The true story of one of the twentieth century's most audacious art frauds
Filled with extraordinary characters and told at breakneck speed, Provenance reads like a well-plotted thriller. But this is most certainly not fiction. It is the astonishing narrative of one of the most far-reaching and elaborate cons in the history of art forgery. Stretching from London to Paris to New York, investigative reporters Laney Salisbury and Aly Sujo recount the tale of infamous con man and unforgettable villain John Drewe and his accomplice, the affable artist John Myatt. Together they exploited the archives of British art institutions to irrevocably legitimize the hundreds of pieces they forged, many of which are still considered genuine and hang in prominent museums and private collections today.
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Laney Salisbury, a graduate of the Columbia University Graduate School of Journalism, has reported from Africa, the Middle East, and New York. She lives in Brooklyn, New York.
Aly Sujo was an investigative reporter, part of a husband-and-wife team with Laney Salisbury. He covered arts and entertainment for Reuters, the Associated Press, and the New York Daily News. He died in 2008.
The grand moment in the reception finally arrived. Two white-gloved Tate conservators entered the room with a pair of paintings, each about five feet tall. There was a moment of respectful silence. Myatt was stunned.
“Ahh, the Bissières, how lovely,”someone in the room whispered.
Myatt cringed as the group praised the paintings and Drewe’s taste and generosity. The two works were carried around the room, and long before they reached Myatt, he recognized the faint but acrid smell of the varnish he had sprayed on them when he’d finished them a few weeks earlier.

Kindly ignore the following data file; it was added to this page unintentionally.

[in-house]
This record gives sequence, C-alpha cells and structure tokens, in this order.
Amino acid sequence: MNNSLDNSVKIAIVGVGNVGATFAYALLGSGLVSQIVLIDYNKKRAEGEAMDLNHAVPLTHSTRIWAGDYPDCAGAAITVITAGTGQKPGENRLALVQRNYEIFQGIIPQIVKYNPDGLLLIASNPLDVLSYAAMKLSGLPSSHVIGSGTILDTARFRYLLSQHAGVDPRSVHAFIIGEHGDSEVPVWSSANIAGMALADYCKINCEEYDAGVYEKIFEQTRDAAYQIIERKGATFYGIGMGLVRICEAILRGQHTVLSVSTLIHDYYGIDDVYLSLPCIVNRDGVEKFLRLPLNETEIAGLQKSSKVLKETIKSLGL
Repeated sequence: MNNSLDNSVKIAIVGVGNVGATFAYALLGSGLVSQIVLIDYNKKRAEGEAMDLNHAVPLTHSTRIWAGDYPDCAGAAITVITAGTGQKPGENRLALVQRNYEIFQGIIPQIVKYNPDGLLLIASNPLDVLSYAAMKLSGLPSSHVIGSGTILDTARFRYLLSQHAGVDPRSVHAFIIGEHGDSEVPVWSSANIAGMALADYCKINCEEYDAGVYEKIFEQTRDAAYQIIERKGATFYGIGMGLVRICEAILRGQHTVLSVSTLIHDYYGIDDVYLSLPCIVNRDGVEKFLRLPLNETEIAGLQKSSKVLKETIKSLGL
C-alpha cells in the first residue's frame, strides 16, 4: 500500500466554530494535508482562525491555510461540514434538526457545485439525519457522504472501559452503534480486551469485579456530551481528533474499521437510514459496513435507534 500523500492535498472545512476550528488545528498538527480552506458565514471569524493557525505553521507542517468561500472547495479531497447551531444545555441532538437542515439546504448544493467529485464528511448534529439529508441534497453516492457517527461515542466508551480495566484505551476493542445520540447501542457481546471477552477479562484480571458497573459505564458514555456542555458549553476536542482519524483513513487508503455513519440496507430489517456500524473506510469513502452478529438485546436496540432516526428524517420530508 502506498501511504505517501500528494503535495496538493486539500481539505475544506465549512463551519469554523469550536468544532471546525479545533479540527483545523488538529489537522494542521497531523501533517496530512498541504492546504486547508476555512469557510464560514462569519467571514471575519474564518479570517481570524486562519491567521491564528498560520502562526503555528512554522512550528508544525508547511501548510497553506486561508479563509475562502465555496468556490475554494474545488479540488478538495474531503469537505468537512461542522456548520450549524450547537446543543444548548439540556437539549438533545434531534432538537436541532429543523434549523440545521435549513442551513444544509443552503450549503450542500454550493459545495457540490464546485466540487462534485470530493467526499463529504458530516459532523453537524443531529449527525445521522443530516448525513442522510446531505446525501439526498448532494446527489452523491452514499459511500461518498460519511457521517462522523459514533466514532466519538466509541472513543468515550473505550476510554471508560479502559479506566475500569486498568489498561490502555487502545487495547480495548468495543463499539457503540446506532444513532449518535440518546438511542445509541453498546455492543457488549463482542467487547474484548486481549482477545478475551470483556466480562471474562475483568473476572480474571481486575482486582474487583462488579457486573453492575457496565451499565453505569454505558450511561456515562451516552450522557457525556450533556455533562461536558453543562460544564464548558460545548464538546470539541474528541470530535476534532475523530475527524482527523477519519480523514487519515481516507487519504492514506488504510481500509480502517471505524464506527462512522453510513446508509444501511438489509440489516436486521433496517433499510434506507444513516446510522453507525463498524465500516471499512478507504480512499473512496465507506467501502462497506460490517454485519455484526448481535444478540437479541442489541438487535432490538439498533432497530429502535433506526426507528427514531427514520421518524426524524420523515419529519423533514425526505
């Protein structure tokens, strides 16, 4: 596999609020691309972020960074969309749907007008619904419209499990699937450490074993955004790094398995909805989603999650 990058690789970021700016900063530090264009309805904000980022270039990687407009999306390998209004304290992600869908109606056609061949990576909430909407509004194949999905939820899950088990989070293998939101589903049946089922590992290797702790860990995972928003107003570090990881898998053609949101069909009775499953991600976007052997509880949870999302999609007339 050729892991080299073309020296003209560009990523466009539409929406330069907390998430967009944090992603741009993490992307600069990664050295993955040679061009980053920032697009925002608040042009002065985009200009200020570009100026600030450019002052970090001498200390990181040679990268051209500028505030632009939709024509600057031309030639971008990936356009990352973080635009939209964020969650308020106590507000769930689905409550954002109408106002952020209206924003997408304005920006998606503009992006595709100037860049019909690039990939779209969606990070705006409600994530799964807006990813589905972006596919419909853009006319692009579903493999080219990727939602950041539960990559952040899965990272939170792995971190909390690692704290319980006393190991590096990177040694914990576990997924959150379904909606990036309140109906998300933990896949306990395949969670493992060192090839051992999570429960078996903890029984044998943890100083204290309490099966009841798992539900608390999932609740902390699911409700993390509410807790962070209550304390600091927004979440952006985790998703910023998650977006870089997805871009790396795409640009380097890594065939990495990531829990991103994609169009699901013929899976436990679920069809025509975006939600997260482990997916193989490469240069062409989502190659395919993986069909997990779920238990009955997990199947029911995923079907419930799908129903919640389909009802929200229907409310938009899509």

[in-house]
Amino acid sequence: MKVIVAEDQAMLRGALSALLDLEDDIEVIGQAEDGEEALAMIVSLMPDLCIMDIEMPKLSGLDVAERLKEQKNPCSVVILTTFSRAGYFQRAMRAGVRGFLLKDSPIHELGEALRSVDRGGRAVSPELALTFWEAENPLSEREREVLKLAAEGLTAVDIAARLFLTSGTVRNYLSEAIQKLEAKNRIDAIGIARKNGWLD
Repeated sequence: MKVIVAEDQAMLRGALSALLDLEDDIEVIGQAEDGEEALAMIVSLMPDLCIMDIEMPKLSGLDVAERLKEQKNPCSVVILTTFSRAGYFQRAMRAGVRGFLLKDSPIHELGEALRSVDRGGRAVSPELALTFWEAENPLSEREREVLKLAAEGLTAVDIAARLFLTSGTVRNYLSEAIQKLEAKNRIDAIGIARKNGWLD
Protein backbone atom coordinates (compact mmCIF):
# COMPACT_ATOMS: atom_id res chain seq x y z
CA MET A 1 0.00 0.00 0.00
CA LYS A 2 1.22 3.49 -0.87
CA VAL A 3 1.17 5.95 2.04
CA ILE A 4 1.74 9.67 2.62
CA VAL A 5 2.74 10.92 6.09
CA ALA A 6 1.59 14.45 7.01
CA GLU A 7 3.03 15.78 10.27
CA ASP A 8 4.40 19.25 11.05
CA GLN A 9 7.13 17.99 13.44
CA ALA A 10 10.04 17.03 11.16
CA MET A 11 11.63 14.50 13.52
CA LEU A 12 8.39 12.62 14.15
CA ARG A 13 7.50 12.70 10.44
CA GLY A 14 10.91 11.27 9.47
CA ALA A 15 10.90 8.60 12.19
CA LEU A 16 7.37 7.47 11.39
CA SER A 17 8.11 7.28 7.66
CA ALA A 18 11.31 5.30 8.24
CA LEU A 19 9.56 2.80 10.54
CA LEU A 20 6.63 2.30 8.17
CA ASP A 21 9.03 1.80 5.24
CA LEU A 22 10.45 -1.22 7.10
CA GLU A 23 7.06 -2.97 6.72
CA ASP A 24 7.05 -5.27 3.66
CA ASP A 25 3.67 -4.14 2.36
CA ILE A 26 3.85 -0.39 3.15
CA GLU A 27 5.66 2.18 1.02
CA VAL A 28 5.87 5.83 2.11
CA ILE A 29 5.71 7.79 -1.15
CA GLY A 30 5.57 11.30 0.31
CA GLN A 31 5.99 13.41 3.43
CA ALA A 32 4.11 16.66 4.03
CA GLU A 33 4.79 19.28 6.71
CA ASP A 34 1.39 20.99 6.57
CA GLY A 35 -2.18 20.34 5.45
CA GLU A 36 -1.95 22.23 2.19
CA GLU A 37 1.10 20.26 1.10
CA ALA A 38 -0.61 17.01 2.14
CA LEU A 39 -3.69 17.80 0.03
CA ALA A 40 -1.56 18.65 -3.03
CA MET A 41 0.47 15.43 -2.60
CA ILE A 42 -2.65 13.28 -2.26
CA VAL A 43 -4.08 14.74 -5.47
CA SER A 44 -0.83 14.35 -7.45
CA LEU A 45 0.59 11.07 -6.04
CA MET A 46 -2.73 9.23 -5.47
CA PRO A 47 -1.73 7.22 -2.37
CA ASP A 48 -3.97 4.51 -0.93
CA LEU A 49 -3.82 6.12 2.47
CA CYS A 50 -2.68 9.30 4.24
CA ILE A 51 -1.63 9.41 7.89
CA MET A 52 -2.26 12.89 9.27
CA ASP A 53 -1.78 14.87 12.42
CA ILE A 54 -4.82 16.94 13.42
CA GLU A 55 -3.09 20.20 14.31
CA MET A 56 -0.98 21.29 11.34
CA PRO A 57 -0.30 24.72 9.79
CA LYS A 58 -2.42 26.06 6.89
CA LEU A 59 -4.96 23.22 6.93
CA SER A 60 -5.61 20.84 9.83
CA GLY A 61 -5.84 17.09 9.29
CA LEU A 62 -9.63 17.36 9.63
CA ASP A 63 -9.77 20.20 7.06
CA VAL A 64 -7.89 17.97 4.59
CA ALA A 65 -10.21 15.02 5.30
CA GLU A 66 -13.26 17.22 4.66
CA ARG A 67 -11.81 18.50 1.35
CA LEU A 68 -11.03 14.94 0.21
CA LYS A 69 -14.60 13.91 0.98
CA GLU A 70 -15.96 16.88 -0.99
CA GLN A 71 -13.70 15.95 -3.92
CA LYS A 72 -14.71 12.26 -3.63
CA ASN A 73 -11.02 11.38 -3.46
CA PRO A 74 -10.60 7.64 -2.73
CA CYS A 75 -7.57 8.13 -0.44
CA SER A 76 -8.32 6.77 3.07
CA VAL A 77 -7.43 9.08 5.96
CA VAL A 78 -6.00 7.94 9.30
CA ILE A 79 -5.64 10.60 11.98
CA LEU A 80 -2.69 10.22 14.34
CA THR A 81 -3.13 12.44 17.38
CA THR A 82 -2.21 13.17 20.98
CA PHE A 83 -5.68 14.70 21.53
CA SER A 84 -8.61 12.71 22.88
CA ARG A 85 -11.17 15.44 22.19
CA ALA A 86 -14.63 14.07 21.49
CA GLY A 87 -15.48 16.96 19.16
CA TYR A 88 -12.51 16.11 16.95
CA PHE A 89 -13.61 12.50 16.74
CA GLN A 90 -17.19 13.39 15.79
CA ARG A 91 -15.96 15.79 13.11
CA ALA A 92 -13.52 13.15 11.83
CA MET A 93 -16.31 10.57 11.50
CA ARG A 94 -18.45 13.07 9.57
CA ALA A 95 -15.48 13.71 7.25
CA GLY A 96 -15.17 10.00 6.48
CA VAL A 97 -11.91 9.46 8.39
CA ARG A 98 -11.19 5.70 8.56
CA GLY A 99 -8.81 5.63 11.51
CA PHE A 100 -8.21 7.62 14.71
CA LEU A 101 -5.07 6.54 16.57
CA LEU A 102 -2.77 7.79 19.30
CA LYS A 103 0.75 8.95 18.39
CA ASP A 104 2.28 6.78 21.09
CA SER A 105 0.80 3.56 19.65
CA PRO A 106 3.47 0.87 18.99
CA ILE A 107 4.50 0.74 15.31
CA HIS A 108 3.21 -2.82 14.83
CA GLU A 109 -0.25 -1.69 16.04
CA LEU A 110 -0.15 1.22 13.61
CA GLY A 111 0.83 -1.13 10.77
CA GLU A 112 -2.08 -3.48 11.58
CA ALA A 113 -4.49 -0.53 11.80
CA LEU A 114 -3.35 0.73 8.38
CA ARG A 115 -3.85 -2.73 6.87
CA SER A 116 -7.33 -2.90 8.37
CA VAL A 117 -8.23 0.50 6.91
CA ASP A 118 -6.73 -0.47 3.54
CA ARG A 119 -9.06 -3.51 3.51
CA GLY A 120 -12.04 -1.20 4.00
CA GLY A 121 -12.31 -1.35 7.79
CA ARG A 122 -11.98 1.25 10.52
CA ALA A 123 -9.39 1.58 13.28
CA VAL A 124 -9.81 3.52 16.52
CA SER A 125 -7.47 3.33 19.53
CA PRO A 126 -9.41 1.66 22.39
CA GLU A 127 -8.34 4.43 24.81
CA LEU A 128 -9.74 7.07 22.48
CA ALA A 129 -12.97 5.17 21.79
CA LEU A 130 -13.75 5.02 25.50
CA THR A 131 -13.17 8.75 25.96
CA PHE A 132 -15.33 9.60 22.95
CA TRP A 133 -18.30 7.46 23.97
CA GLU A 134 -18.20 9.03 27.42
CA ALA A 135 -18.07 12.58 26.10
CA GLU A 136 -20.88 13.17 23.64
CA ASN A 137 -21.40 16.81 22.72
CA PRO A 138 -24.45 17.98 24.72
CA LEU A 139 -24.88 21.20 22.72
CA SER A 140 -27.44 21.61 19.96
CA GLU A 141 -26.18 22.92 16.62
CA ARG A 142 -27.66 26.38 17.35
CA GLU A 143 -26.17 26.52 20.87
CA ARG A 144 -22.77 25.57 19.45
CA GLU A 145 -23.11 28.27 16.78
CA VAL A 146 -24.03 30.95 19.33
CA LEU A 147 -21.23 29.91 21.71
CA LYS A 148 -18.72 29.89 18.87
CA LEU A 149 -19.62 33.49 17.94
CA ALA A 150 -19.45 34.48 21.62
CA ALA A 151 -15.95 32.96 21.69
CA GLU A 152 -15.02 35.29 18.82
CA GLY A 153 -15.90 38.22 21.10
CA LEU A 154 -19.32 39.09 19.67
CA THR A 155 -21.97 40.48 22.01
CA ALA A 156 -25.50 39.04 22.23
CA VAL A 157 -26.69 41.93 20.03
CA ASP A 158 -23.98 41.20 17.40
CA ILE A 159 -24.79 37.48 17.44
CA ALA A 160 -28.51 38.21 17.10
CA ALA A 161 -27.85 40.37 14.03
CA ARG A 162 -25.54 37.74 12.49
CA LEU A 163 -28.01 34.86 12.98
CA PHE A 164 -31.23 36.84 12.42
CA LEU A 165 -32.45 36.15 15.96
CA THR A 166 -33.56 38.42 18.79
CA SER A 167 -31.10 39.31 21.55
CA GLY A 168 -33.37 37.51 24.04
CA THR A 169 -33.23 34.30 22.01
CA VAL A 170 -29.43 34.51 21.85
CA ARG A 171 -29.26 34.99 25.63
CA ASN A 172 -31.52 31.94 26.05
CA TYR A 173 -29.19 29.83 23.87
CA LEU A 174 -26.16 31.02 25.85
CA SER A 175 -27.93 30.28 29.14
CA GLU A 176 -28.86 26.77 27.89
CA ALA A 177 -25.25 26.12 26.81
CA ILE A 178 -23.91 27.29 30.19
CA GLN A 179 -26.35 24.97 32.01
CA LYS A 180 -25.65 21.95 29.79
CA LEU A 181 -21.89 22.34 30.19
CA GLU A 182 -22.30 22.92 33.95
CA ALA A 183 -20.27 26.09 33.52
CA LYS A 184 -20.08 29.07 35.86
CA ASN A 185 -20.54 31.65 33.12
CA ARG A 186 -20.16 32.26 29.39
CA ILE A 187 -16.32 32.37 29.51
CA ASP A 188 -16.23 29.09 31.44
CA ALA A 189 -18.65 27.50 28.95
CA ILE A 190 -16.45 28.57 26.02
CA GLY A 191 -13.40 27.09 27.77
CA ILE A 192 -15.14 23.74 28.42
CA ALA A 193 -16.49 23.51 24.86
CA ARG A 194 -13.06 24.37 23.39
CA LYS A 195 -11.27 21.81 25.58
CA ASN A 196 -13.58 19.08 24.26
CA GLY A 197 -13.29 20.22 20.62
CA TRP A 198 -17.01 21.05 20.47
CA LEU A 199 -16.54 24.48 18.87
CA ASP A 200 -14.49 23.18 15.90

Myatt gripped his chair. If they so much as touched the canvas with a fine brush, the paint would give way and the game would be up. A little further investigative work would reveal that the pieces—purportedly painted more than forty years earlier—had been made with modern, ordinary house paint.
The reception over, the Tate brass escorted Drewe and Myatt down the winding staircase. Stopping at a landing, one of the officials pointed at a place on the wall and said: “This is where we’ll hang these two wonderful pieces.”
Placing a work at the Tate was a remarkable achievement for any artist—forger or not—but Myatt could see only one possible end to what had transpired. He had survived many low points in his past, but none as low as this. Surely he would end up in prison.
Once in the taxi, Myatt, usually deferential toward Drewe, exploded. “You have to get them back.”
Drewe argued that if they were to ask for the paintings back, it would involve a terrible loss of credibility, putting at risk all the time he had put into cultivating the confidence of the Tate’s archivists. But he also saw that as long as the twoc arelessly done forgeries remained in the hands of museum curators, Myatt would remain paralyzed by the fear that they would be his undoing.
The following day Drewe was back at the Tate to withdraw the Bissières. There was a problem with their provenance, questions having to do with the previous owners. In place of the two works, he was prepared to offer a sizable cash donation to the Tate’s archives.
Within days the Tate received a check for twenty thousand pounds (forty thousand dollars) to help catalog the archives, along with a promise of half a million more to come. With this donation, Drewe established himself as a respected donor for whom the doors of the heavily guarded archival department would stand open. The historical records of one of the world’s great museums, and its cherished credibility, were about to become irreparably compromised.
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